Black patients of African descent tend to be diagnosed more frequently with prostate cancer and have higher mortality rates than patients of other races and ethnicities. Despite this substantial disparity, few prospective studies focused on maximizing the recruitment of African American patients have been conducted to address this problem. Researchers from Moffitt Cancer Center have conducted a prospective study to investigate genomic biomarkers associated with aggressive disease in African American patients with prostate cancer. Their findings were published by Awasthi et al in the Journal of the National Cancer Institute.
Many patients with prostate cancer have good outcomes during treatment and can live long, cancer-free lives; however, for some patients, including African Americans, the disease is more aggressive and leads to poorer outcomes.
Physicians typically determine how aggressive a tumor is based on an examination of tissue samples from cancer cells. Additional tests, such as bone, magnetic resonance imaging, and positron-emission tomography scans, are also performed to determine whether the cancer has metastasized. However, these examinations and tests are not optimal to identify aggressive disease because they rely on features of the tumor cells and clinical factors, not on differences in tumor genomic patterns that are associated with poorer outcomes.
Recently, scientists developed a genomic biomarker test called the Decipher score to assess the expression patterns of 22 genes associated with an increased risk of metastatic prostate cancer. Patients who have a low genomic risk of disease can be treated with less intensive therapy to limit unwanted side effects, while patients who have a high genomic risk of disease—with the possibility of poorer outcomes—can be treated with more intensive therapy to improve overall survival.
The Decipher score was developed with a patient group that was predominantly White, though additional retrospective studies that analyzed historical data found that the Decipher score was able to determine genomic risk among African American patients with similar predictive performance. Although these retrospective studies are promising, prospective studies that follow the outcomes of patients over time are more accepted.
In this study, a team of Moffitt researchers led by Kosj Yamoah, MD, PhD, Chair of Moffitt’s Radiation Oncology Department, wanted to assess whether the Decipher score was an appropriate test to use for African American patients. They partnered with two Tampa-area veterans’ hospitals—the James A. Haley Veterans’ Hospital and the Bay Pines VA Healthcare System—to enroll patients, which included 113 African American patients and 113 non–African American patients who had clinically low- or intermediate-risk prostate cancer based on clinical features. They discovered that a greater proportion of African American patients had a higher Decipher score than non–African American patients. Furthermore, patients who self-identified as African American were twice as likely to be reclassified with higher-risk disease based on results from the Decipher score than patients who self-identified as non–African American. The researchers also conducted a DNA ancestry study and confirmed that a subset of men with African ancestry were over five times as likely to undergo reclassification based on Decipher score results than non–African American men.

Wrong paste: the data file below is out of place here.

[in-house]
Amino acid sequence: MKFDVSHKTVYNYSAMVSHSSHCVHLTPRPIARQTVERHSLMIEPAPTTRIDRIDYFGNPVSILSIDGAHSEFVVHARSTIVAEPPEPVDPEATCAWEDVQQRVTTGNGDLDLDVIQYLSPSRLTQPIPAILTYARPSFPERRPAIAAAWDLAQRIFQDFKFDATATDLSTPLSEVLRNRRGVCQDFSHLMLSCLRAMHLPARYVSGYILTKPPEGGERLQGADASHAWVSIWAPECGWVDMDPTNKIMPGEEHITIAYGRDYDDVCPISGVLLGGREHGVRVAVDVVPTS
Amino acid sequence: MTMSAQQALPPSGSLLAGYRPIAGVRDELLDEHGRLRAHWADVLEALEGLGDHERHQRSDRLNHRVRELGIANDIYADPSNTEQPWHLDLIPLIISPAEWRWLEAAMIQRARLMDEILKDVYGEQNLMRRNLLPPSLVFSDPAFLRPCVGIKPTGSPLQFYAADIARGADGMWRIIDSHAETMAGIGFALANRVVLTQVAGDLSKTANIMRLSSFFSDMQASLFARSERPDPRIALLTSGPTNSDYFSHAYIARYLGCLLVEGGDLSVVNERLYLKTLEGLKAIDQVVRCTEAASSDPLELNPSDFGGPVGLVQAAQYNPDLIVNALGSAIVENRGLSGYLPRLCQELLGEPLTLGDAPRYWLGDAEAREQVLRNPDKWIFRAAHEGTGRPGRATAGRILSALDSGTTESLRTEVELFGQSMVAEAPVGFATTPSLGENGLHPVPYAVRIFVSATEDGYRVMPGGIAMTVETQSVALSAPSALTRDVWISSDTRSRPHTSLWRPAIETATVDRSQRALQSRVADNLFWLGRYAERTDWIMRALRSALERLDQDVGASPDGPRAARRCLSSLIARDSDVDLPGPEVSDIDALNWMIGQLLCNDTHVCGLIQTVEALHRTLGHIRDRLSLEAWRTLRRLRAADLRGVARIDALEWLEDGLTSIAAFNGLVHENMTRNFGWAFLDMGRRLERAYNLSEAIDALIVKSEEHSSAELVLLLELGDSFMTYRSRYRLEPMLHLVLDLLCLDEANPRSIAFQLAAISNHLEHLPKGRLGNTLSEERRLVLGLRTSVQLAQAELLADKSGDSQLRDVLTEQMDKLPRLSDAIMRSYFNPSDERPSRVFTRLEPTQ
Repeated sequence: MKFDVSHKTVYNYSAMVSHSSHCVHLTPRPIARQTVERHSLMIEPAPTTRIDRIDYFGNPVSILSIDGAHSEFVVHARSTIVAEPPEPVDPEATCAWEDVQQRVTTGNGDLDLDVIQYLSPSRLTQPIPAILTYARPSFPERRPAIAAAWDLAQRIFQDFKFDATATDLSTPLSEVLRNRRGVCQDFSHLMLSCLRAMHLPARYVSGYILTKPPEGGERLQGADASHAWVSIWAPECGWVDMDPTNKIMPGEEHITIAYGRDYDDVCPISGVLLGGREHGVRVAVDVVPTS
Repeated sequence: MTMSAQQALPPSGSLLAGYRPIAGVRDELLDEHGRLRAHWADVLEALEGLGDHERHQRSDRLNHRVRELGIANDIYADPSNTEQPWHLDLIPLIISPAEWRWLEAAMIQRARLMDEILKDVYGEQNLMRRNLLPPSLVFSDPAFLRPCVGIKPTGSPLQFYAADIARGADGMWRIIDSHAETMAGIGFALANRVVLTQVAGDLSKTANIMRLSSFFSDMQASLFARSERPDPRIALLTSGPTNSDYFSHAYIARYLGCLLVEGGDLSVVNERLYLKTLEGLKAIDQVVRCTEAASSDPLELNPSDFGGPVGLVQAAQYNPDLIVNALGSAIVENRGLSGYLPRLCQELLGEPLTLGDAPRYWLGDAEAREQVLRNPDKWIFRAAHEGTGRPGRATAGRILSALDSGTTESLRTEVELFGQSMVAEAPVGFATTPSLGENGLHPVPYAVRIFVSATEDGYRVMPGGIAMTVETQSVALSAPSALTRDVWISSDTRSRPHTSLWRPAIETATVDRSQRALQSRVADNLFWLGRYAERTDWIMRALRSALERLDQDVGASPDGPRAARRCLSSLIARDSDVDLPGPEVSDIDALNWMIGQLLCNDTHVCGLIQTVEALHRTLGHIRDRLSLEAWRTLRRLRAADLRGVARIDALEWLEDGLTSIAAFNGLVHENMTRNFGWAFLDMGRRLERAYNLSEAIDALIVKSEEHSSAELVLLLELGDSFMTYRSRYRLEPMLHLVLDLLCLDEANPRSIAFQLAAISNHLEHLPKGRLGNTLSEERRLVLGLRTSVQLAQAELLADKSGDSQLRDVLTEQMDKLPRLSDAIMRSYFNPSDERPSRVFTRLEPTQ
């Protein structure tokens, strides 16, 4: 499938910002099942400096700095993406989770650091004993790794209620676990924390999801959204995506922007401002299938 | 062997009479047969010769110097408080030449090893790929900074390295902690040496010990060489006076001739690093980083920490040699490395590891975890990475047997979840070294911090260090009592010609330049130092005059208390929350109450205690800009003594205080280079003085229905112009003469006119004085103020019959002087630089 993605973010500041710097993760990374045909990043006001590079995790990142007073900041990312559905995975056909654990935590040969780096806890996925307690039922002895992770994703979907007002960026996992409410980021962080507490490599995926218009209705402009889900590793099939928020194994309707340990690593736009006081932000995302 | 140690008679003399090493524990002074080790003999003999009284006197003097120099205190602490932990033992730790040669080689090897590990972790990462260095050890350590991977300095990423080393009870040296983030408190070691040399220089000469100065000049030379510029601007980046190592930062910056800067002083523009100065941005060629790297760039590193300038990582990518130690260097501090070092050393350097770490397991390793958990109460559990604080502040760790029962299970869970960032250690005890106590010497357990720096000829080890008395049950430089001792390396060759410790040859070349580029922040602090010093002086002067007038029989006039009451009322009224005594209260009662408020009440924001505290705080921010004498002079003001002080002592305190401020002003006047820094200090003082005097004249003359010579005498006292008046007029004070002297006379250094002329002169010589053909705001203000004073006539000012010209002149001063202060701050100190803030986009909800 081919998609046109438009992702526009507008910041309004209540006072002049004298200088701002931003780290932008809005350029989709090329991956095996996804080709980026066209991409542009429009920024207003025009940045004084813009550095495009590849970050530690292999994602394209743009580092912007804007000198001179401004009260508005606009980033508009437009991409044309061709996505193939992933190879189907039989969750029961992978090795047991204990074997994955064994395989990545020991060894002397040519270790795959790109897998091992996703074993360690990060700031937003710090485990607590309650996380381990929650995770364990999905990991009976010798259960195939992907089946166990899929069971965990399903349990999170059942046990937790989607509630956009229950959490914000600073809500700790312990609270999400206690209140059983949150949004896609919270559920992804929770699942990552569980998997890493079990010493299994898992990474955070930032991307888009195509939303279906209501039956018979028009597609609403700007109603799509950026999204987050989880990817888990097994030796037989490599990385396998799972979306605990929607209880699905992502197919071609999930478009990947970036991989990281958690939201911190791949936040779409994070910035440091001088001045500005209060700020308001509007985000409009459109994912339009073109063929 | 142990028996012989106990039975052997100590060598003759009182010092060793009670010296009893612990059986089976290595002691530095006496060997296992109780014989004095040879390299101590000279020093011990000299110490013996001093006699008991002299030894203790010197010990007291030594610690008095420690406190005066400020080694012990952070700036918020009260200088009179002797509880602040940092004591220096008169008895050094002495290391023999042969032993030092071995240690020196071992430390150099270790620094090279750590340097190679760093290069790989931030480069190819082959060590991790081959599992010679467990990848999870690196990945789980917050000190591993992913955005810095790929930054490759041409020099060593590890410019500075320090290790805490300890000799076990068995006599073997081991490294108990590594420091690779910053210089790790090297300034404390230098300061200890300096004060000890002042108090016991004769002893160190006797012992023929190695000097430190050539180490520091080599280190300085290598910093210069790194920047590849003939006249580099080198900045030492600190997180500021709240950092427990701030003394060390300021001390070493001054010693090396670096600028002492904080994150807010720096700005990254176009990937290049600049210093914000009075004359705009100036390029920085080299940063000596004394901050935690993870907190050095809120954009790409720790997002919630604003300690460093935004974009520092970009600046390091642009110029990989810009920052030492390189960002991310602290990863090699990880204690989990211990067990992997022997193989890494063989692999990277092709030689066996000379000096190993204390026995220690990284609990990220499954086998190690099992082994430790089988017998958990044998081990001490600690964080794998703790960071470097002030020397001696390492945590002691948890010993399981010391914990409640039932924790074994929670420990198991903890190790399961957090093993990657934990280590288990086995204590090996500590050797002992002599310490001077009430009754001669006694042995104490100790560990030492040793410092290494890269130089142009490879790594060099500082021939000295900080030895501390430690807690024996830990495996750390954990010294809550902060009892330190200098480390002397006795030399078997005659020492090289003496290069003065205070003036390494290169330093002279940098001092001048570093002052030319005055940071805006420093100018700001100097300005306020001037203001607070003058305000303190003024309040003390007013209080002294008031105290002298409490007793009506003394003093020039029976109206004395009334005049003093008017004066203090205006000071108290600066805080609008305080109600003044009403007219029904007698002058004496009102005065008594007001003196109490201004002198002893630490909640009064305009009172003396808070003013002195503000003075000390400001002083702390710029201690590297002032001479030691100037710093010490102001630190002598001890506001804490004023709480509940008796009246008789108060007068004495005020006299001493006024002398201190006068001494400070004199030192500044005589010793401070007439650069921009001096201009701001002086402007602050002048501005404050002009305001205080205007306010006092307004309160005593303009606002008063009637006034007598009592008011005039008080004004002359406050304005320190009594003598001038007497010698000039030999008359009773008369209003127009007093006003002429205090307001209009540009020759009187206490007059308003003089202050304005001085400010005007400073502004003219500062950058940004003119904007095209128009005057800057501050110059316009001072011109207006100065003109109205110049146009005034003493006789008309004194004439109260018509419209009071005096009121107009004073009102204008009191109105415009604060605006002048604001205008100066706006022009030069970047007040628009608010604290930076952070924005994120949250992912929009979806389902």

This research confirms that using clinical data alone is not sufficient to identify a subset of patients who are at a higher risk of poor outcomes. These approaches likely miss many patients with more aggressive prostate cancer and may result in treatment approaches that are not as effective.
“This study demonstrates the power of using genomic approaches, such as the Decipher score, to classify risk in African American [patients] and improve patient outcomes,” said Dr. Yamoah. “Our results support the integration of personalized biomarkers with conventional clinical risk classifiers, particularly for African American patients, to optimize timely detection of genomically aggressive prostate cancer and guide appropriate treatment recommendations.”
Disclosure: This study was supported by the National Cancer Institute and the George Edgecomb Society. For full disclosures of the study authors, visit academic.oup.com.The content in this post has not been reviewed by the American Society of Clinical Oncology, Inc. (ASCO®) and does not necessarily reflect the ideas and opinions of ASCO®.